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Jon Hammer

„In this painting I have gone back to the gritty roots of UK graffiti, to show where it all started, tags, throw-ups and early pieces on London trains. The images from New York in the book Subway Art and the film Style Wars had radicalised fertile minds in 1984 where it incubated, mutated and developed through important years of early bombing. By 1986 London writers had become numerous and dedicated enough that most trains were running with live graffiti on them and confident enough to concoct identities and assimilate styles more independently of New York influence, by now using our own indigenous cultural references and attitudes. This is when our scene really began in earnest as a uniquely London phenomenon rolling on the oldest underground railway in the world. Pieces got bigger more beautiful and more original, raising the bar higher and higher. This painting is not meant to be a complete list of London’s graffiti pioneers but features many of London’s legends. I’ve painted it from my own personal memories with input from my pal Envy, one of my old bombing partners, and from my experiences of the yards (particularly Loughton) between 1987 and 1989. Anyone who spent any time in the yards of London in the late eighties will instantly recognise the vintage rolling stock, layers of stains of old tags on the panels, empty cans on the gravel, and spookily quiet atmosphere in this painting. It’s based on Loughton train yard. Check out the leaves around the outside and the trees to the left, it could be accessed through bushes and this was one of my favourite views of the fronts of the rolling stock as emerging. I have put people’s tags and throw-ups in the places I remember them hitting wherever possible. I realise there are discrepancies that purists will notice, (I have included certain writers who didn’t actually hit that yard) but it’s not meant to be historically accurate more a ‘dream-yard’.“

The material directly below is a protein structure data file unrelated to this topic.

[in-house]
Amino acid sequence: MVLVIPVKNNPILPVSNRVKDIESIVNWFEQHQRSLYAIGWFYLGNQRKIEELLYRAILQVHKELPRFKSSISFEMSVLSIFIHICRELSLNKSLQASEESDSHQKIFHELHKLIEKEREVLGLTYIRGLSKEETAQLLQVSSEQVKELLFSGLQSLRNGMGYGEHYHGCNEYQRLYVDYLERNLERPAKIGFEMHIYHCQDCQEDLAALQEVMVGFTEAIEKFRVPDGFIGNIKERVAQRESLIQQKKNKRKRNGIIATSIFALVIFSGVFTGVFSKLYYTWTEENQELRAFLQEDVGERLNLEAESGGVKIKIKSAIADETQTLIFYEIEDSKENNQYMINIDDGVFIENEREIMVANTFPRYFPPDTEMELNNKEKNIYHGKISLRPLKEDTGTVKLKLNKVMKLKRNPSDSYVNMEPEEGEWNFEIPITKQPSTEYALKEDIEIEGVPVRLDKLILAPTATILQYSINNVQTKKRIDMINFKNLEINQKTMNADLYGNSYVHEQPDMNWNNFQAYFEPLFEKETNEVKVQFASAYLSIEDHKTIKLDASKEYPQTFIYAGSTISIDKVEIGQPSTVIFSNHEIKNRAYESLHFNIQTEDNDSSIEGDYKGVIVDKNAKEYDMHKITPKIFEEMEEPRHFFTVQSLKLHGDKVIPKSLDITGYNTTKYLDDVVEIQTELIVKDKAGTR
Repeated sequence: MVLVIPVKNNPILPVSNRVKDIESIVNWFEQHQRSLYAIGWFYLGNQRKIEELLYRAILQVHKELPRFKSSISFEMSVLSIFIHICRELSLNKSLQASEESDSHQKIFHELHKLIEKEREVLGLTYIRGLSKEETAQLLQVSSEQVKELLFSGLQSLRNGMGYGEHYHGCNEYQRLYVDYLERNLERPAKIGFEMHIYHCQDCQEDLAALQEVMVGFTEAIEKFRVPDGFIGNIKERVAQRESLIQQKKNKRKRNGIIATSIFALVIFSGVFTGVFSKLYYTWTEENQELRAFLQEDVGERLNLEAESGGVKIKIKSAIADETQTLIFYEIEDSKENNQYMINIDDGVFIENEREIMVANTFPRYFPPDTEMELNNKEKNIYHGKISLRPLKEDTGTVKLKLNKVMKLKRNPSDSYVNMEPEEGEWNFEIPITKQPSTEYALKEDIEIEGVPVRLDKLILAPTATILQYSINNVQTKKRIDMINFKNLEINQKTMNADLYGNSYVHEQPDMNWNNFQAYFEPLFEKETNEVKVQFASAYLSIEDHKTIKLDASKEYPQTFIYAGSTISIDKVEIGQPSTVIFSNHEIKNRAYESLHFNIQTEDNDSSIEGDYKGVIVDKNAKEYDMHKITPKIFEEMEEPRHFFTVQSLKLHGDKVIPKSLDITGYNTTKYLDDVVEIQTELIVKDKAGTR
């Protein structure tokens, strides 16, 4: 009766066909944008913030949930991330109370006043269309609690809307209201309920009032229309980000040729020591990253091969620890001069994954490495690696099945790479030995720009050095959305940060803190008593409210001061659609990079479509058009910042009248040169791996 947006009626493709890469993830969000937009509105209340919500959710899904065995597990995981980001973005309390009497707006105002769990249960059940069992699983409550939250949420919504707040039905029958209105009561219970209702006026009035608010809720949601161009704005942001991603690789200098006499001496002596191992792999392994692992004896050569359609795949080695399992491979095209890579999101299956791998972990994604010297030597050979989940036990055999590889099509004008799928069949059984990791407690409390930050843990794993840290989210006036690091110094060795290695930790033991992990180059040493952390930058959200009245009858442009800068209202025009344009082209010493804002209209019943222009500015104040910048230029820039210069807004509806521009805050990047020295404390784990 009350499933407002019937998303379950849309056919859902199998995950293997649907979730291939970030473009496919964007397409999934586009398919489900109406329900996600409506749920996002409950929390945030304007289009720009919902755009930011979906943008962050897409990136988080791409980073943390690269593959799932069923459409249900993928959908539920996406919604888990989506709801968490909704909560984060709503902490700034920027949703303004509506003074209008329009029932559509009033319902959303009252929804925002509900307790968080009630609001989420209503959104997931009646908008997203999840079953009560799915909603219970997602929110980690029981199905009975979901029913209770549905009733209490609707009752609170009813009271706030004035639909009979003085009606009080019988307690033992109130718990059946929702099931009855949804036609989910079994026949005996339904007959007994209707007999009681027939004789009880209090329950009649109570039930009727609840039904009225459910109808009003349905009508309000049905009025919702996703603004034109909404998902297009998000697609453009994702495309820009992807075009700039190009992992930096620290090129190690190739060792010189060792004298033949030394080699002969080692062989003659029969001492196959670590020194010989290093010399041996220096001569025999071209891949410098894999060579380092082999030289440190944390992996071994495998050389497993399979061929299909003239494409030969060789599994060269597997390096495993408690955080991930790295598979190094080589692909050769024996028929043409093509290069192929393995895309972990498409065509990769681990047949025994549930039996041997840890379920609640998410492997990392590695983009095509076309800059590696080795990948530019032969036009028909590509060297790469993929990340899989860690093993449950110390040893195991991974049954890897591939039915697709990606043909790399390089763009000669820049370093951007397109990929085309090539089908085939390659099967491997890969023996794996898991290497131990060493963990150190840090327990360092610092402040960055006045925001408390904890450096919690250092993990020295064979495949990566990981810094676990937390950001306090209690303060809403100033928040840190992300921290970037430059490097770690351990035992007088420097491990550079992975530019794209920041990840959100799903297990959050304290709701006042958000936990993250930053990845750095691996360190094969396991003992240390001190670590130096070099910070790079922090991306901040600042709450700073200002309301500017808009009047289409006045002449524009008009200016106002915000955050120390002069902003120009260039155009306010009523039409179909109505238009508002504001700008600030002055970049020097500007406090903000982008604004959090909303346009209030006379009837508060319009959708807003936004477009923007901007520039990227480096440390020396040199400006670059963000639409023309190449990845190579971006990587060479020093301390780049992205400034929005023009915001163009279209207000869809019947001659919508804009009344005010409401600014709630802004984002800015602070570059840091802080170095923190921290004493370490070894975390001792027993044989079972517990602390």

Great. Tribute to London Graffiti Pioneers. (via)


Posted: 7. Juli 2009